what if I don't need rest?

Hey there! I hope this post finds you well. We’re currently sitting in a cute little cafe writing this on a sunny Saturday afternoon. You know spring is on its way when you can wear shorts and you start sticking to your seat. Amiright?

Last Monday morning I went live on Instagram and chatted about resting and making sure we’re not burning out in this new season. In essence, I said that when we’re over-tired and running ourselves thin it becomes difficult to live out our fullest calling from God. When I am tired, I honestly don’t think straight and find myself contributing less than what is ideal to conversations, classes, meetings and life in general.

Someone brought something great up after the live and I think it’s most certainly worth addressing: what if we don’t feel like we’re doing enough?

I took some time to marinate in this and I had to take a step back to try and see this situation from a bird’s eye-view. I definitely resonate with this person - I often feel like I’m not doing enough too, but that’s also what causes me to over-commit. It’s as if there are two ends to the spectrum: one end of overdoing it and one end of underdoing it.

On this person’s point though - yeah, not doing enough is a real thing. I believe the real reason I had to think so hard about this though (when for many people it’s an obvious conclusion) is because I’ve been in an environment that almost glorifies overcommitment in a very invisible and nearly-natural way. It’s a bit unhealthy.

At my university, student leadership was and still is a HUGE deal…or at least it’s made that way. It’s often a question of “what are you doing next year?” to inquire about someone’s leadership status. I get it - the school wants to encourage university students to learn how to be solid Christian leaders and I think it’s 100% a good thing. But, it also goes too far, and so this is my view point when I approach “rest”. I’ve been taught to say yes, and have a hard time saying no.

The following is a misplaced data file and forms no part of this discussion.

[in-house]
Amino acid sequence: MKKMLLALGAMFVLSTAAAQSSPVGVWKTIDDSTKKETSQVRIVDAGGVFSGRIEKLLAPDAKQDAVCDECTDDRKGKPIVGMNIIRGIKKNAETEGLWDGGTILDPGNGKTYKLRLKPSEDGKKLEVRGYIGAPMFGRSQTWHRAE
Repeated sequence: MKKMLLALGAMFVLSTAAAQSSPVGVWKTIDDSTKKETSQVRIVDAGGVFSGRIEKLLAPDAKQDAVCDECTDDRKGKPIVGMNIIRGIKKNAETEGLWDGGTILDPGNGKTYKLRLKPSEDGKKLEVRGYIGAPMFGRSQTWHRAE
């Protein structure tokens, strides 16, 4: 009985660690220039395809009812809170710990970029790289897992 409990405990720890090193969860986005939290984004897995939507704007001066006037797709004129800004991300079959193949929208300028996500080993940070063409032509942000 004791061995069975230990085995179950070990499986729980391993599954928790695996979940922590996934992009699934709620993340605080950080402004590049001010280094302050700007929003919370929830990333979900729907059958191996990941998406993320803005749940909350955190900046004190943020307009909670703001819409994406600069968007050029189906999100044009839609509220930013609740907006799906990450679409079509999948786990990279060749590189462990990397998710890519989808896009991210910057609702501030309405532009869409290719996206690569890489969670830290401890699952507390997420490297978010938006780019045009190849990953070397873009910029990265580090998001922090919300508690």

I’ve known the overcommitted life for a long time, to a point of sickness. When I write about finding rest, I mean to find it in respect to the environment you’re in. So yes, for people who grow up in this, finding rest might seem like an encouraging thing. For others, who might not feel like opportunity is knocking down the door, or simply they live and work in a place that doesn’t push that same ideal, then rest might seem like an illogical thing. Why would I rest when I feel like I’m not doing enough?

So this is where it boils down to discerning what is right for you. I don’t mean to sound like an inspirational quote or anything, but it truly is different for every person! I’m going to take rest because I feel STRESSED and sick, to the point of exhaustion. If you don’t feel like you’re doing enough, then it’s healthy to analyze you’re situation.

I’ll end on this - I love the idea of filling up our time with things that a. honour God and b. honour what we need in each season and c. fulfill what God has equipped us to do (b&c not necessarily in that order). Our capacities for work and play and social time change from season to season and it can be a reality that we may be directed to work more and rest less. That doesn’t mean you’re not honouring God. The same is true for people who know a day or week or month of down time is much needed.

I hope this provides some clarity, and I’d love to keep the conversation going.


Katie MaryschukComment